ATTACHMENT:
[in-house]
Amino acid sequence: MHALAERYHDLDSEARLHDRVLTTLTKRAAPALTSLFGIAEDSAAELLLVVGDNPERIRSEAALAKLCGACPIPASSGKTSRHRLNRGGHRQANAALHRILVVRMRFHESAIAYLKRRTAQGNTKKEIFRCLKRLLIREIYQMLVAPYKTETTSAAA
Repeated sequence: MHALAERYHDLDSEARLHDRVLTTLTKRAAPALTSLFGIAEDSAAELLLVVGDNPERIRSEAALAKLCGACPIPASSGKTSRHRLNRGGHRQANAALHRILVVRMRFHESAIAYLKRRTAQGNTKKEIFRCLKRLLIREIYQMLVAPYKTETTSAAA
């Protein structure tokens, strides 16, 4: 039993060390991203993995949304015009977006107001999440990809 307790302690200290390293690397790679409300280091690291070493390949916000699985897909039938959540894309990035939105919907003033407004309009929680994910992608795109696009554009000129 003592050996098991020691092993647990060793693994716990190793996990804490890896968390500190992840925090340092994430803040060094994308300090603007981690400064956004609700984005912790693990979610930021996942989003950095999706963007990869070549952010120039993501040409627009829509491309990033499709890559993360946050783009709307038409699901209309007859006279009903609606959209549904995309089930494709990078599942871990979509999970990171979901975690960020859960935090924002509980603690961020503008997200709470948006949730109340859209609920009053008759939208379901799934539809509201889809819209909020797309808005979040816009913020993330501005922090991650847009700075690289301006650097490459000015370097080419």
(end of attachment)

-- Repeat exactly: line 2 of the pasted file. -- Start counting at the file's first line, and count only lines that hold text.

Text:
Amino acid sequence: MHALAERYHDLDSEARLHDRVLTTLTKRAAPALTSLFGIAEDSAAELLLVVGDNPERIRSEAALAKLCGACPIPASSGKTSRHRLNRGGHRQANAALHRILVVRMRFHESAIAYLKRRTAQGNTKKEIFRCLKRLLIREIYQMLVAPYKTETTSAAA